Another customer was the First American Bank ofMaryland. They used a financial model for overall corporate planning. They put in assumptions about interest rates, average loan balances and deposits by category and by branch and computed a complete income statement and balance sheet for each branch and the consolidated bank. The model had to handle the simultaneous equation involved in computing the banks cash position each month. In banking, since cash is also inventory, they have accounts called Fed Funds Purchased or Fed Funds sold depending on whether or not they needed to borrow from the Fed. I could never remember which account meant you had excess funds. I seem to remember it was counterintuitive. The financial model sorted it all out. Yet another customer was Fairchild Industries, a Fortune 500 aircraft manufacturer and NASA contractor. They had several independent divisions, and used financial modeling to consolidate the financial reports on a monthly basis, and to prepare budgets. In addition to helping the customers learn the modeling language and developing models for them, I worked with Comshares sales representatives to go out and find new customers. Ill never forget a sales call we made at McCormick, the spice company inHunt Valley,Md. They asked if FCS could interface with their General Ledger (i.e. accounting software) that ran on their mainframe computer. My answer (with a straight face) was yes, of course it interfaces. You print out the financial reports from the general ledger, and type in the numbers on the computer terminal. I seem to remember that we did not get the business. That was the state of the art of automated interfaces at the time. The disadvantage of financial modeling back then was something we referred to as the ouch point. Computer timesharing was priced based on usage. In Comshares case, there was a charge for the length of time you were logged on to the computer, plus some measure of CPU seconds. These charges included a fee to go to the software company that developed the financial modeling language. Since financial models gave the finance department freedom from the internal IT department, things got done quickly, and usage soared. The ouch point occurred when the monthly timesharing bill was big enough to be noticed by senior management. Any IT manager worth his pocket protector would try to use the expense as an excuse to bring the application in-house, and the renegade users back onto the IT reservation. This was a pre-cursor to the Personal Computer vs. Mainframe battles soon to come. Comshare made a big mistake and promoted me to branch technical manager in early 1979. All of a sudden I had all the headaches of being a manager, but not much difference in the amount of pay. I figured if I was going to put up with the BS, I may as well do it on my own. So I put in my notice, and to make it a smooth transition, I wound down my involvement from 5 to 4 to 3 to 2 days a week in the waning months of 1979, and was fully on my own by January, 1980. This was just in time for the steepest recession since World War II, the 2 Oil Price shock, and a prime rate that peaked just shy of 20%. Timing has never been my forte. The company I started was called Ferox Microsystems, Inc. Ferox was short for ferrous oxide. Iron oxide. Rust. My name is Rusty. So yeah it was my ego trip: I wanted to get my name into the company without sounding like a one man band. My original plan was to develop small business accounting software or something else simple enough to fit on the Apple II computer I had bought that summer. With a second mortgage, a working wife, and no kids I had about a 6 month horizon to make it work. To make a long story short, I found that the Apple computer was much more powerful than I anticipated, especially when they released Apple Pascal, a programming language that allowed you to write programs that were bigger than the computers memory. It did all the swapping for you behind the scenes. At the same time I had some consulting customers who were reaching their ouch points and pushed me to find a lower cost way to do financial modeling. The result was RCS The Micromodeler, a financial modeling language that ran on the Apple II computer, and sold for $1,500 a pop in mid 1980. RCS was short for Rustys Computer System. Entrepreneurial ego knows no bounds. A year or so later I sold the North American rights to a book publisher, who renamed the product DSS/Finance or DSS/F for short. Yet another example of my proclivity for poor timing, or just plain poor judgment. Fast forward to 2002, and I decided to start Luhring SurvivalWare, Inc. to adapt big company financial modeling technology to small company cash flow problems. I had gone through some roller coaster years with Ferox, and wanted to help other entrepreneurs avoid some of the mistakes I had made. By this time, I had shed the second mortgage, my wife was working part-time, and we had 4 kids, the first of which had started college. My original thought was to focus on detailed cash planning to help entrepreneurs survive a cash crisis but I quickly found this market segment not particularly receptive to parting with their scarce, hard-earned cash. SurvivalWare has evolved quite a bit since those humble beginnings to include the full range of financial modeling power to do financial statement projections, consolidations, and benchmarking analysis.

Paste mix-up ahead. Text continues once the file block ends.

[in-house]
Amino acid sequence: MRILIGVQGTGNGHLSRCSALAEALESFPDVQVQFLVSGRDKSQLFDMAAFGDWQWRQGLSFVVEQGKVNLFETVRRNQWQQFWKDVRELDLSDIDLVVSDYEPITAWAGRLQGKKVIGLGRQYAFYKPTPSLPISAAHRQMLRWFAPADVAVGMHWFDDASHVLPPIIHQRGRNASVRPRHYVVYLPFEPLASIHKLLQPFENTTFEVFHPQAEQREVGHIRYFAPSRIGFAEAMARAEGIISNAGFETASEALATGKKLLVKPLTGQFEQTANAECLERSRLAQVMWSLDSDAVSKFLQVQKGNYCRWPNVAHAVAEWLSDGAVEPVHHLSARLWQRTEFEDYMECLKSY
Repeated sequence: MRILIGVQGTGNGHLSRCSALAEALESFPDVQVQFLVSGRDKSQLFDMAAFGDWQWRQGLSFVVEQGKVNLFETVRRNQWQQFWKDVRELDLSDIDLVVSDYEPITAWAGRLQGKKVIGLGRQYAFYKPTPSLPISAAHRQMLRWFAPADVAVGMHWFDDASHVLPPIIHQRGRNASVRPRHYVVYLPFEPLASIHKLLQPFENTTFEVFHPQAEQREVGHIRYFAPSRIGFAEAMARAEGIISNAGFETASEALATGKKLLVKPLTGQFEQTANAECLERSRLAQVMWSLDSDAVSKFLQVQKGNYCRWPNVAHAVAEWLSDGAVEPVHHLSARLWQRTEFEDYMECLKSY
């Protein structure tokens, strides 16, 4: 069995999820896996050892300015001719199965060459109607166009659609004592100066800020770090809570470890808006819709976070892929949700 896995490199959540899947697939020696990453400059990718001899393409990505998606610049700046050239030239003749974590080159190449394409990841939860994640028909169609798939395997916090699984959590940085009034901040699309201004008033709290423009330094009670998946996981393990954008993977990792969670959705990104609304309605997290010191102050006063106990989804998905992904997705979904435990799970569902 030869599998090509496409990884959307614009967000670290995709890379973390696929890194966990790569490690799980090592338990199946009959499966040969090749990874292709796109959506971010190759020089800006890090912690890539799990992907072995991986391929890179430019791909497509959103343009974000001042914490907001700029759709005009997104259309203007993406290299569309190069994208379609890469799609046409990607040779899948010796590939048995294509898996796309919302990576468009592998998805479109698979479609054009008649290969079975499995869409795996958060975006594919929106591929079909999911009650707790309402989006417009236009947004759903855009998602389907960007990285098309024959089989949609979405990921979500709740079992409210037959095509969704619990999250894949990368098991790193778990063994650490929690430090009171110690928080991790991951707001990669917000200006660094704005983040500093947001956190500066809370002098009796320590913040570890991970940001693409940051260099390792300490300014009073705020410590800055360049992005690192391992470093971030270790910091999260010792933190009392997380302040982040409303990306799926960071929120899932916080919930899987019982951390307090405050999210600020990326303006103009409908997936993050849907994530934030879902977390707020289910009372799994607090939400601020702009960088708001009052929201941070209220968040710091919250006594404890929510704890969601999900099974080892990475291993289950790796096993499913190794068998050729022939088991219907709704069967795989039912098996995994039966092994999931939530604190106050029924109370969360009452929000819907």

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Model: